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One of the main issues college affordability advocates want to see addressed in the election is the root cause of risings college costs. Antoinette Flores, a post-secondary education policy analyst at the Center for American Progress, tells Bustle: "We’d like to see decreasing state investment be addressed as really the driver of increasing tuition. We’ve already seen that in a number of plans — plans by Hillary Clinton, Bernie Sanders, and Martin O’Malley — incentivizing states to invest more in public colleges."

Specifically, Clinton's New College Compact would give federal grants to states that ramp up investment in higher education, Sanders' requires states to pay for 33 percent of all college costs, and O'Malley's vaguely encourages states to invest in universities. States' past disinvestment in higher education is already being talked about, but Flores wants the conversation to continue.

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On top of being a nationwide economic problem, student debt is a very personal issue for the 40 million Americans with outstanding loans, and it will help determine who many young people vote for in 2016. Jess Dankenbring, a University of Richmond student graduating in 2017, tells Bustle that college affordability is one of her biggest concerns when deciding who to vote for: "The college affordability issue is huge for me, because in order to pursue the career I want, I've had to put myself about $30,000 in debt. And I'm only halfway through college."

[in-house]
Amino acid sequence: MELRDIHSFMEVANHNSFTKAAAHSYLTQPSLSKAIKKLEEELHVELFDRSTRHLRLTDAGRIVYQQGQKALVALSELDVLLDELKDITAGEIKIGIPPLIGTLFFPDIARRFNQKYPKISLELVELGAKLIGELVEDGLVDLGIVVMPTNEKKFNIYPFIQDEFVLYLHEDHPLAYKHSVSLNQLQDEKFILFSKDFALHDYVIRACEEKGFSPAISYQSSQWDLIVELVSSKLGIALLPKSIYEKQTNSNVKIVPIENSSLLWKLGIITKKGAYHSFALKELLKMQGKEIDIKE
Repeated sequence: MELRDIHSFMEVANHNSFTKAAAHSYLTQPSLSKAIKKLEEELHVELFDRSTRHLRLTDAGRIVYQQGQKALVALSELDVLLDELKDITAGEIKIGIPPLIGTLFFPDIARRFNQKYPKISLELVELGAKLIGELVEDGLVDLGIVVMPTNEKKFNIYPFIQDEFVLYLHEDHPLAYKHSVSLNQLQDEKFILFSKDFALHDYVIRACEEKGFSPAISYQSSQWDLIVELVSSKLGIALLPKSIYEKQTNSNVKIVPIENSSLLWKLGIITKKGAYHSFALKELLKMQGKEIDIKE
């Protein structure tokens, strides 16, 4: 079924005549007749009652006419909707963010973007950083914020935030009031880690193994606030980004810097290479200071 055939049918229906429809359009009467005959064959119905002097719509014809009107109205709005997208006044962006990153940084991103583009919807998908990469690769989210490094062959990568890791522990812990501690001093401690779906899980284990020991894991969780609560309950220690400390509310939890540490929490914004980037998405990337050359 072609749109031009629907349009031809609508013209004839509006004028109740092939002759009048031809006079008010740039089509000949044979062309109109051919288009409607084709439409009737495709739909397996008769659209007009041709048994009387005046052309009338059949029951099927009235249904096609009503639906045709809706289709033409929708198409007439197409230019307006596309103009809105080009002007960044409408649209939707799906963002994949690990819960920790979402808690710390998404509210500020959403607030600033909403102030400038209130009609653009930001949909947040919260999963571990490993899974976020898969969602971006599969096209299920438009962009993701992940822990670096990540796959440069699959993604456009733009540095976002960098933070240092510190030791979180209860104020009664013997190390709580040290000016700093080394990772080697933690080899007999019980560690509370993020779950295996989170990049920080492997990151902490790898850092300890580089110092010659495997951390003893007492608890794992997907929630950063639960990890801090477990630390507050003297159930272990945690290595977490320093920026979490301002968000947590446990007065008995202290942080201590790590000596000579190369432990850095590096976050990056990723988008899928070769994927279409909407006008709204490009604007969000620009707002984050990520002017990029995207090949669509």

All three candidates' plans focus much more on making it possible to attend college debt-free than on helping people who already have debt. Clinton, Sanders, and O'Malley's plans would all allow those in debt to refinance their existing loans to lower their monthly payments, and each add their own spin on the situation. Sanders called for cutting student loan interest rates in half, but only for new students, not those already in debt. O'Malley's plan would cap monthly payments so that former students pay based on their income. Clinton's proposal would do both those things. Abrams, the director of Student Debt Crisis, tells Bustle: "They all don’t go far enough, but we’d like to see more of what Hillary is talking about."

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Abrams wants to see a cancellation of some of the existing student debt, or a limit on interest accumulation to 30 percent, or less of a borrower's overall debt. "They’re the first injured party, and we need to take care of them first before we move onto the next generation of students," she says of Americans already in debt.

Because the candidates' current plans barely address existing debt, some young people who already have loans feel alienated from the discussion. "The president's college affordability plan is really a non-issue for me because I'm about to graduate college," says Jason Jimmerson, a Colorado State University student graduating in 2016. "[Clinton's] plan has nothing to do with people who are currently struggling with college debt, so as a voter, her plan doesn't apply to me."

While student debt activists don't think any of the existing plans are perfect, they're at least spurring the conversation about possible solutions to the high price for a college education — a conversation that hopefully just began. "It’s been very exciting so far," Senack, of the U.S. PIRG, says. "I think this is the most that student debt has really been talked about as a serious issue in a presidential election, and we’re really excited to see how the debate moves forward."